Tuesday, March 29, 2011
Mark Dion - "Dion's work examines the ways in which dominant ideologies and public institutions shape our understanding of history, knowledge, and the natural world."
MD on methodology Watch the complete Art 21 : Ecology with him in it-- great!
Natalie Jeremijenko - "...an artist and engineer whose background includes studies in biochemistry, physics, neuroscience and precision engineering."
NJ on Science NJ on The Environmental Health Clinic
Thomas Thwaites - Contemporary Designer. Watch "how I built a toaster"
Art and Physics: Parallel Visions in Space, Time, and Light
by Leonard Shlain
An easy and in-depth read written by a surgeon who realized his extreme love of art while trying to explain it to his children. It covers A LOT of territory in and outside the field of art with fascinating anecdotes along the way.
Mind, Life, and Universe: Conversations with Great Scientists of Our Time
by Lynn Margulis and Eduardo Punset
A Wonderful read encapsulating some of the world's current top scientists and their theories and philosophies on life, living, and meaning.
Between the Folds, 2008 (film)
"...depicts a cast of fine artists and eccentric scientists (from MIT and NASA) who have devoted their lives to the unlikely medium of modern origami."
Conflux A festival about art and artists in the public space.
Tuesday, March 22, 2011
I love the comparisons but Oh no no! For me it has not been wise to choose ANY problem at any time. I multi-task with the best of them but I would get nothing done if I didn’t focus. My focus is deconstructing the everyday things in my life to achieve a new or better understanding instead of coasting and assuming. In choosing a lab, you have chosen the focus of your efforts. Sometimes it is a matter of putting your actions and thoughts on hold for a more fruitful environment. These scientific problems of yours can germinate until you feel comfortable presenting these to your current lab so they become incorporated in their aims or until you have other opportunities. In that way your science is a bit like art. An idea comes to mind but there are so many other things in progress that it cannot be addressed at the time. It is put on hold. (That is what notebooks are for. For me, if it is not written down it can be forgotten but I find the more determined ones resurface. Also, when ideas don’t “drift by” it is high time to wake up and look for them.) By the time the idea is addressed, it has modified and is richer for the aging. (Are you hearing the terms “conceptual” and “malleable”?) You do want results and it doesn’t matter to those looking at the final product how you did it. It matters to you and that is why the final product is successful. Focus does not have to be an exclusive activity but it does require prioritizing tasks. Far from “horrible,” decisions and restrictions become freeing.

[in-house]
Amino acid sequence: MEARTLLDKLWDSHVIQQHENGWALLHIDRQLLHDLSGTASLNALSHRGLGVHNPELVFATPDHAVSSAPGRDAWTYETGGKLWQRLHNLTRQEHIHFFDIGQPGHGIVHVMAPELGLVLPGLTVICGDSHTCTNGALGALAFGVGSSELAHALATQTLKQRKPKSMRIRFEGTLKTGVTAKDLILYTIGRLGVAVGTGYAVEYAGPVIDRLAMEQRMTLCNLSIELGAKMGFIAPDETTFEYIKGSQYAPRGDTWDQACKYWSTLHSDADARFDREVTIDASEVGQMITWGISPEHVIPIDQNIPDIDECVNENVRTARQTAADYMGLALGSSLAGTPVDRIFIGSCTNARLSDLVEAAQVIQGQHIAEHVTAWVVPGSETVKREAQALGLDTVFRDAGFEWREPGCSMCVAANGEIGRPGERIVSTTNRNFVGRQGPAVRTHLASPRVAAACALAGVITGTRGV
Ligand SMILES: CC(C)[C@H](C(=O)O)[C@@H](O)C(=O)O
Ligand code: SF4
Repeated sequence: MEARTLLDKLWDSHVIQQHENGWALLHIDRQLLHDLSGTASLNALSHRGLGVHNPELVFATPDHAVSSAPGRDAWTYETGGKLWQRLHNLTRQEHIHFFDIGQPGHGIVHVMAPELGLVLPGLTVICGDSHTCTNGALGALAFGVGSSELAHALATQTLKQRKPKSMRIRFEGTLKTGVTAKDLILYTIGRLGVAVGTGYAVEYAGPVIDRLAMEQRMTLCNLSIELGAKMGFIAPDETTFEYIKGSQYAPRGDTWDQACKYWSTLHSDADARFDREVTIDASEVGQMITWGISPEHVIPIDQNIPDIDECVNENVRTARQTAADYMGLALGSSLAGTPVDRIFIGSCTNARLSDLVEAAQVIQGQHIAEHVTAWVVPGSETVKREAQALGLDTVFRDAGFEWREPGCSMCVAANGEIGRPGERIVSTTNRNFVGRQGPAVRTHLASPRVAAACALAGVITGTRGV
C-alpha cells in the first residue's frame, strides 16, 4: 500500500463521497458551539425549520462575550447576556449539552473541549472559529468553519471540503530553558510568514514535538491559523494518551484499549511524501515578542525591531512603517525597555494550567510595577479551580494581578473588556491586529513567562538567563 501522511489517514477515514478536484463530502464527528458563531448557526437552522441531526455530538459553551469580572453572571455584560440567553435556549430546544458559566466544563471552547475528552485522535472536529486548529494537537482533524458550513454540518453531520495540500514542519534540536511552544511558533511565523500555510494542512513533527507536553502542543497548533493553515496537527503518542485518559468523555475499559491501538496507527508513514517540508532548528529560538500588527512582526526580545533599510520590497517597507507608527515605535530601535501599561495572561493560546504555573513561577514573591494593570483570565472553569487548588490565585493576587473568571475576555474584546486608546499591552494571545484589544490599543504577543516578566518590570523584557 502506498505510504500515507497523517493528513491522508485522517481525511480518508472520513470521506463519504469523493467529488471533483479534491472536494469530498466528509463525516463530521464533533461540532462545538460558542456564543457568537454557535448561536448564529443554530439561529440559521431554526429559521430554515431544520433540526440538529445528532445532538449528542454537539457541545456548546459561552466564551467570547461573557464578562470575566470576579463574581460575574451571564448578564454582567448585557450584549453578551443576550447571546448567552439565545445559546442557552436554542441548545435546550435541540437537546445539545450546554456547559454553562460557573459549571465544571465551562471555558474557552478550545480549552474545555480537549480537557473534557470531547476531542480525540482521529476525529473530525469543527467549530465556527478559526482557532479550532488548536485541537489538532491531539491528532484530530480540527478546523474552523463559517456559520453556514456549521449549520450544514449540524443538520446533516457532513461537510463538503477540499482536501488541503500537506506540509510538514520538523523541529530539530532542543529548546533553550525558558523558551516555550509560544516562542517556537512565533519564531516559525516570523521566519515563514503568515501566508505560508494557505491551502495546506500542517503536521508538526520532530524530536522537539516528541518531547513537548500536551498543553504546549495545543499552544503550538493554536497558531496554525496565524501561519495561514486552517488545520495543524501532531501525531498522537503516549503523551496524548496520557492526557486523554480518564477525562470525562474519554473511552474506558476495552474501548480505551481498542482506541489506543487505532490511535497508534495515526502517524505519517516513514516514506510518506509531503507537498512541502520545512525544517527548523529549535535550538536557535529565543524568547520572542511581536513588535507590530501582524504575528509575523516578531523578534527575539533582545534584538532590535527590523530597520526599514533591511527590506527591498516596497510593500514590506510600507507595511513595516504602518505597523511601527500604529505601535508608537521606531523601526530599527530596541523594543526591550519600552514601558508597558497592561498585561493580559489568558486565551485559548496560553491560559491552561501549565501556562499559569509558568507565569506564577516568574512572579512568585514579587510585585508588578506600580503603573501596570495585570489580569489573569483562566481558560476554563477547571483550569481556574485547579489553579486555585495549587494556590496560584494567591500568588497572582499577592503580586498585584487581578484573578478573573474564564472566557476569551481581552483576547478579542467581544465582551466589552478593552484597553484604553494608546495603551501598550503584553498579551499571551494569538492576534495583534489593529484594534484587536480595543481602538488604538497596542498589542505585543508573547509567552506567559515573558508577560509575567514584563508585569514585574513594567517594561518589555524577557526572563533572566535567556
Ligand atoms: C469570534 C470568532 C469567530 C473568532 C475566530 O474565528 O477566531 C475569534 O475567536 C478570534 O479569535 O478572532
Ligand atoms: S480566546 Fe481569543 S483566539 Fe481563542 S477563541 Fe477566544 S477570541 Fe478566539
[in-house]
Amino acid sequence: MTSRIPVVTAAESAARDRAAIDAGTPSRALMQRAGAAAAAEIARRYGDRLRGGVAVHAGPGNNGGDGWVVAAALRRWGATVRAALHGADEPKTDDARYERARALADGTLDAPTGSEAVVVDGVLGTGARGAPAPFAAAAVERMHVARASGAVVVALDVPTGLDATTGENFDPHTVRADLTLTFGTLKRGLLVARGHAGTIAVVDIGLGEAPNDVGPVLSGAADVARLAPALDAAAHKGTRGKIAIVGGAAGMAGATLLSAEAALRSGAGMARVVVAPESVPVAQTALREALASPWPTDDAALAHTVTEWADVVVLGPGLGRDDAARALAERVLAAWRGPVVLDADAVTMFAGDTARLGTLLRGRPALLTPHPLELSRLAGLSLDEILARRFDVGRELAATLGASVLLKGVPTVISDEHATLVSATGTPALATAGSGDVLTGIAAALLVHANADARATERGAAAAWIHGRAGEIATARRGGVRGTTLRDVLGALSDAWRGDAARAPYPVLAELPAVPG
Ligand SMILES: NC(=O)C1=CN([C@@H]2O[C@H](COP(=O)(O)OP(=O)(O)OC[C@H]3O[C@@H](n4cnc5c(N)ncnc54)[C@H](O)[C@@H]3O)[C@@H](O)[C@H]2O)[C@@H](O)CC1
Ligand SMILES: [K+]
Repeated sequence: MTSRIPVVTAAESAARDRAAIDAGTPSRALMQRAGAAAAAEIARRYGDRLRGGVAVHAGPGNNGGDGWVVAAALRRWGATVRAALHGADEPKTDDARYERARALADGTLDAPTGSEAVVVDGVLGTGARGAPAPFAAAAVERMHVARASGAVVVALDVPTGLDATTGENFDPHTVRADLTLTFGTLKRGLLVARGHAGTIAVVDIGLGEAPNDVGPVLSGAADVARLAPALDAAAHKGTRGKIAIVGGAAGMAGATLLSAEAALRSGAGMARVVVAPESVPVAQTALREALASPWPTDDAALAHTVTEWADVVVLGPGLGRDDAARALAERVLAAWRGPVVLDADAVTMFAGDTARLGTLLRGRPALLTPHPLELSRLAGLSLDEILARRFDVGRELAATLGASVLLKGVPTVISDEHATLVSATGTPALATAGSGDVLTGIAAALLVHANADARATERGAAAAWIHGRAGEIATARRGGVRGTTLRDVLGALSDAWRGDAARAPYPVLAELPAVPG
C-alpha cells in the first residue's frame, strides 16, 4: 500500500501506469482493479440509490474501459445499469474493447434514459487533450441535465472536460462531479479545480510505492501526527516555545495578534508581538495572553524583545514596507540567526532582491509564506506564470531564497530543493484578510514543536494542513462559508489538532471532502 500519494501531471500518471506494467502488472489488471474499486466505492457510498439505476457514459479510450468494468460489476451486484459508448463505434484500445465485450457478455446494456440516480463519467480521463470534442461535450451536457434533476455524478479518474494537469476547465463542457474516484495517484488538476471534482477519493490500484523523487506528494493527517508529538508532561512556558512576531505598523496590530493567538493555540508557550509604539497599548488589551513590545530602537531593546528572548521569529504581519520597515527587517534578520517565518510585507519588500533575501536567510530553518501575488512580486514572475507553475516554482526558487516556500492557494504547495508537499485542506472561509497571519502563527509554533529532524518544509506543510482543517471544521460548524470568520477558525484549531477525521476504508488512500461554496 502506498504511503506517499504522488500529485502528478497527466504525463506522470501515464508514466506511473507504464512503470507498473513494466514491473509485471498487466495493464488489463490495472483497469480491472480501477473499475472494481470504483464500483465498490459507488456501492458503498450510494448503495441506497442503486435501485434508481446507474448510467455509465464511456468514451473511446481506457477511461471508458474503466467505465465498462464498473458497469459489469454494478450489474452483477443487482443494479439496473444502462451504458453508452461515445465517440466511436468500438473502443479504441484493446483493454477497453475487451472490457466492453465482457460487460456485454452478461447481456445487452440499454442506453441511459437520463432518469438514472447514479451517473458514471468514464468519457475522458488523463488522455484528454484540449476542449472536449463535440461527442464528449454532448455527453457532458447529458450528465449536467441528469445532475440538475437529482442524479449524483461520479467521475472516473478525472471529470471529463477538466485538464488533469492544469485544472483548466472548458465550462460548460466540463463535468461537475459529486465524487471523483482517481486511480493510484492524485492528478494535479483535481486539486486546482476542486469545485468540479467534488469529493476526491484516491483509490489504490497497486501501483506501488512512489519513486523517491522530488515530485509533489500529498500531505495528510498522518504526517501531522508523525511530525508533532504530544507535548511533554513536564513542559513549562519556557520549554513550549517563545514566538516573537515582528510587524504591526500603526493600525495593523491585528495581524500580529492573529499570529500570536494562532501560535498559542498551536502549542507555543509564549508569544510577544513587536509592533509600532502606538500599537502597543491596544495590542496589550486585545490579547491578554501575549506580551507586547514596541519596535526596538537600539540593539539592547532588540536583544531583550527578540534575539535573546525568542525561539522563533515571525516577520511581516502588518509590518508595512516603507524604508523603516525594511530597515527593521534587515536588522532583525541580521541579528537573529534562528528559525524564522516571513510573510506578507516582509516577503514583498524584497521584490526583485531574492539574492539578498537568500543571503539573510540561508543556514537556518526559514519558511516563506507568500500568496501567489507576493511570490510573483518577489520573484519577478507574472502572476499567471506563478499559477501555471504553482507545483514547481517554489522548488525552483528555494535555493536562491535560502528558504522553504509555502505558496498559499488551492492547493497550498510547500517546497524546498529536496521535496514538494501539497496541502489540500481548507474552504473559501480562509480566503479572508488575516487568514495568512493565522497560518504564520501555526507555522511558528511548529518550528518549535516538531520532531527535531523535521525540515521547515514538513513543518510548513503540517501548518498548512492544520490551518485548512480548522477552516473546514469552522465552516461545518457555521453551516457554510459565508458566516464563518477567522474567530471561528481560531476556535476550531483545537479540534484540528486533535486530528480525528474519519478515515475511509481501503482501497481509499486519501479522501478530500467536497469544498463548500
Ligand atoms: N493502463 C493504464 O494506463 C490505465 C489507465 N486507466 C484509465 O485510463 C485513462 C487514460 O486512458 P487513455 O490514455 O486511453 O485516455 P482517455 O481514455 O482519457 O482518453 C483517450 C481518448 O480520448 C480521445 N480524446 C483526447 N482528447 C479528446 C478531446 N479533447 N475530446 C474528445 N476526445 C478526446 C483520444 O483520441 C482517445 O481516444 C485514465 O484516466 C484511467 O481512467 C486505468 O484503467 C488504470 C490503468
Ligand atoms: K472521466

Art After Philosophy (1969) http://www.ubu.com/papers/kosuth_philosophy.html
Sentence on Conceptual Art (1968) http://www.ubu.com/papers/lewitt_sentences.html
Wall Drawing #1113 http://hirshhorn.si.edu/visit/collection_object.asp?key=32&subkey=14893
The Creative Act (1957) http://www.ubu.com/papers/duchamp_creative.html